2019 Basque Culinary World Prize
The Basque Culinary World Prize is an award for chefs (not for projects). To be considered, chefs have to be nominated by another professional currently working in the world of gastronomy – for instance, another chef, food writer or food supplier, or an institution. The BCWP encourages nominating chefs of any nationality, regardless of their level of fame or recognition (the members of both the Jury and the Technical Committee can not be nominated for the prize).
After receiving nominations from all over the world, our Technical Committee chooses 10 finalists: the Top 10 gives, each year, a representative selection of people who, all over the world and in different scales, are transforming society through gastronomy from different perspectives.
Then, the Jury gathers during the annual meeting of the Basque Culinary Center International Council to deliberate and select the winner.
The winner will have the chance to allocate 100 thousand euros to an initiative of his or her choice, which expresses the transformative power of gastronomy.
In previous years, the prize has been won by Jock Zonfrillo (BCWP 2018) for dedicating 18 years to discover and defend the ancient food culture of Australia’s native people, which has been largely excluded from the national culinary identity; Leonor Espinosa (BCWP 2017) for her work with indigenous and Afro-Colombian communities to transform their biological, cultural and intangible heritage into tools for socio-economic development; and María Fernanda Di Giacobbe (BCWP 2016), who has built a whole chain of education, entreprenuership, and economic development around Venezuelan cacao.
The members of the BCC International Council demonstrate the broad sphere of influence chefs can achieve when they transcend the conventional boundaries of their profession. Thus, this group is charged with selecting the winner with the help of leading international experts, and they can not be nominate for the prize. The International Council is formed by: Massimo Bottura (Italy), Joan Roca (Spain), Dan Barber (United States), Gastón Acurio (Peru), Ferran Adrià (Spain), Alex Atala (Brazil), Heston Blumenthal (United Kingdom), Michel Bras (France), Enrique Olvera (Mexico), Rene Redzepi (Denmark), Dominique Crenn (France/United States), Yoshihiro Narisawa (Japan) and Trine Hahnemann (Denmark).
2019 WINNER ANTHONY MYINT
Through conviction, persistence and creativity, Anthony Myint uses cooking to tackle one of the most pressing challenges in today’s global society: climate change. Based in San Francisco, he leads initiatives such as ZeroFoodprint that draw attention to the environmental impact of restaurants and provides tools for chefs to reduce or eliminate their businesses’ carbon footprint, regardless of location. Over 30 influential restaurants from around the globe, such as Benu and Noma, have applied this methodology. Through The Perennial Farming Initiative, Myint has joined forces with the state of California to support sustainable agriculture practices.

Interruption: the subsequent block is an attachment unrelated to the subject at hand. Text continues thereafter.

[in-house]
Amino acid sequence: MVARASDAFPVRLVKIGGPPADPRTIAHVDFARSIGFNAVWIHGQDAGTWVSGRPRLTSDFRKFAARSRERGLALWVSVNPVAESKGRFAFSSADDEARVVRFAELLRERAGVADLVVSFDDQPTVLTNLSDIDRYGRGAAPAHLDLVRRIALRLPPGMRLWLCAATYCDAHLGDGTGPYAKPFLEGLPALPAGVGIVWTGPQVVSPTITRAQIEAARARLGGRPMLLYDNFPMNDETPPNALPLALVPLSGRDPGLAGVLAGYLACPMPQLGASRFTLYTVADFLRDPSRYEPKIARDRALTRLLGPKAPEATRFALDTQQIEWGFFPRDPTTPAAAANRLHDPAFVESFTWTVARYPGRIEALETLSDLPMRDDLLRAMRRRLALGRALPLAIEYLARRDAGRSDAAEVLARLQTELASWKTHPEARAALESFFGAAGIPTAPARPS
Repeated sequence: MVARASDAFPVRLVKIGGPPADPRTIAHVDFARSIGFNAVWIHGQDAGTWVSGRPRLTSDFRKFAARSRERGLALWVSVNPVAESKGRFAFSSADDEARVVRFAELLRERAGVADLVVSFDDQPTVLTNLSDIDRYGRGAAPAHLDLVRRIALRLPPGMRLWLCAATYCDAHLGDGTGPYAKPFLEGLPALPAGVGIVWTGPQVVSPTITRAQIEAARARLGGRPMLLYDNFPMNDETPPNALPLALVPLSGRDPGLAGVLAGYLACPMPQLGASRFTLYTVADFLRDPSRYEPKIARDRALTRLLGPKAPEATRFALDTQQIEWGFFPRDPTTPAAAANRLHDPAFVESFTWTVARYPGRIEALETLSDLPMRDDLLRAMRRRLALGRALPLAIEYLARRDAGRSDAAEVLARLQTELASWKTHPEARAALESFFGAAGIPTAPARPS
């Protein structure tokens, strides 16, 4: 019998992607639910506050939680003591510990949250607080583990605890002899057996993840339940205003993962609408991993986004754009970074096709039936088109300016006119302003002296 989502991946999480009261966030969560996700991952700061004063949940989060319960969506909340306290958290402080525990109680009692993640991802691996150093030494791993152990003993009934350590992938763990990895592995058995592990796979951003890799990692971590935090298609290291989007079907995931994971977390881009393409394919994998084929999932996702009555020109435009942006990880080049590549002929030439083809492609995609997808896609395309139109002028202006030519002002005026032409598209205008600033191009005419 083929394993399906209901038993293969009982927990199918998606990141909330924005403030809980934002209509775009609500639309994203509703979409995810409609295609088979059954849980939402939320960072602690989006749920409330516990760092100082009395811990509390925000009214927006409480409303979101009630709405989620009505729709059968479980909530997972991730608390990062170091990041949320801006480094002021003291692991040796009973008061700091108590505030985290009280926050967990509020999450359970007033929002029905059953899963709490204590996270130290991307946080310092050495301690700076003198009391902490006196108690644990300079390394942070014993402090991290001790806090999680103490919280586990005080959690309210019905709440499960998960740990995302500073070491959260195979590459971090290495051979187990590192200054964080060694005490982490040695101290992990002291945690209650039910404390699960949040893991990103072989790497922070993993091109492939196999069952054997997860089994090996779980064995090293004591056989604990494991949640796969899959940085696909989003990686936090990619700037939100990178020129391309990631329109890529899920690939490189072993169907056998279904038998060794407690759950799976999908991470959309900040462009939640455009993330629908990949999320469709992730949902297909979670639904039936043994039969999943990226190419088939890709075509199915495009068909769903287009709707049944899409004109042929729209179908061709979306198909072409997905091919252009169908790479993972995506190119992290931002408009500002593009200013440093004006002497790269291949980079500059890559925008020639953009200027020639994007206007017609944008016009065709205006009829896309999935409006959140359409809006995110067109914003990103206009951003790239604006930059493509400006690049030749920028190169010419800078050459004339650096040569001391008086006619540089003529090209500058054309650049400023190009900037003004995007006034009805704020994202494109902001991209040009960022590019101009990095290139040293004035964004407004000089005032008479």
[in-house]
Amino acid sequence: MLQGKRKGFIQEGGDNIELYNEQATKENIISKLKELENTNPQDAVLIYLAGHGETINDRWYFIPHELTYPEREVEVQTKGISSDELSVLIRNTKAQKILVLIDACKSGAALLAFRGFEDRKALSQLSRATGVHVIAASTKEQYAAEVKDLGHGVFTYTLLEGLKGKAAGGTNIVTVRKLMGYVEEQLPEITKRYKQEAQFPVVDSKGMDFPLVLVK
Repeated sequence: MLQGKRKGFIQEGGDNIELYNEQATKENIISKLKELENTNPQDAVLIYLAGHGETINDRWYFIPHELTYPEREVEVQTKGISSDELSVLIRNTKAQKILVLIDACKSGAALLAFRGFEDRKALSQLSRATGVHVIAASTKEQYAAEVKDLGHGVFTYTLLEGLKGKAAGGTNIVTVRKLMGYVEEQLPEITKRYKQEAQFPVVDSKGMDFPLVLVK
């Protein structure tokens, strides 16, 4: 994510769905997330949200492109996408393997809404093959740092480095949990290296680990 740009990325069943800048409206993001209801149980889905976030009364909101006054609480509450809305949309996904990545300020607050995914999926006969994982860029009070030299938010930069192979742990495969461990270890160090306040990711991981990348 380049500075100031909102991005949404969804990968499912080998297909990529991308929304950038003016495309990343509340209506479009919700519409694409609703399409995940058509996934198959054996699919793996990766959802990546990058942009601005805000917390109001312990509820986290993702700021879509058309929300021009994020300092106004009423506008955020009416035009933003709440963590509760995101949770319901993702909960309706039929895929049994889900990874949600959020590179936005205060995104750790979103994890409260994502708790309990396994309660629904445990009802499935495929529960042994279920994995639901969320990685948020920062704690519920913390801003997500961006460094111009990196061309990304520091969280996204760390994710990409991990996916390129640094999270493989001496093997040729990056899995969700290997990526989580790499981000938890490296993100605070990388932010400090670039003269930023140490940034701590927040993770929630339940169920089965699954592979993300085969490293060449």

“I started cooking because I believe restaurants can make the world a better place and becoming a parent seven years ago really inspired me to explore what chefs can do about climate change. Since then, scientists have confirmed that healthy soil and good farming can solve global warming! I’m truly excited that the Basque Culinary World Prize brings attention to the optimistic solutions in the food world, and I’m incredibly honored to represent what I hope is the beginning of a much larger movement. I believe that all of us across the food world – chefs, diners, farmers and policy makers – can come together to create a renewable food system.”
Anthony Myint– an acclaimed chef, restauranteur, author and food consultant– is using gastronomy as an engine to tackle society’s most pressing challenge: climate change. By combining research and practical tools, Myint partners with restaurants to find bespoke ways to reduce their environmental impact.
Through his ZeroFoodprint project, and The Perennial Farming Initiative, Myint explores the cross section between restaurants and the environment. He advises food businesses on viable options to reduce their carbon footprint, and even go carbon neutral. He has convinced dozens of high-end restaurants around the globe to join his crusade for sustainability¬– including Noma (Denmark) and Benu (San Francisco). In 2019 via the Perennial Farming Initiative, he also joined forces with the state of California to launch the Restore California Programme. The programme arms suppliers and consumers with transparent information on the environmental footprint of restaurants so they can make better informed decisions. All restaurants on the list can either be carbon neutral or support local farmers to remove carbon dioxide from the atmosphere.
Equipped with a degree in Economics and Asian Studies, Myint– alongside his wife, journalist Karen Leibowitz– have incorporated environmental and social activism into their endeavors since Myint began his career with the acclaimed eatery Mission Street Food back in 2008.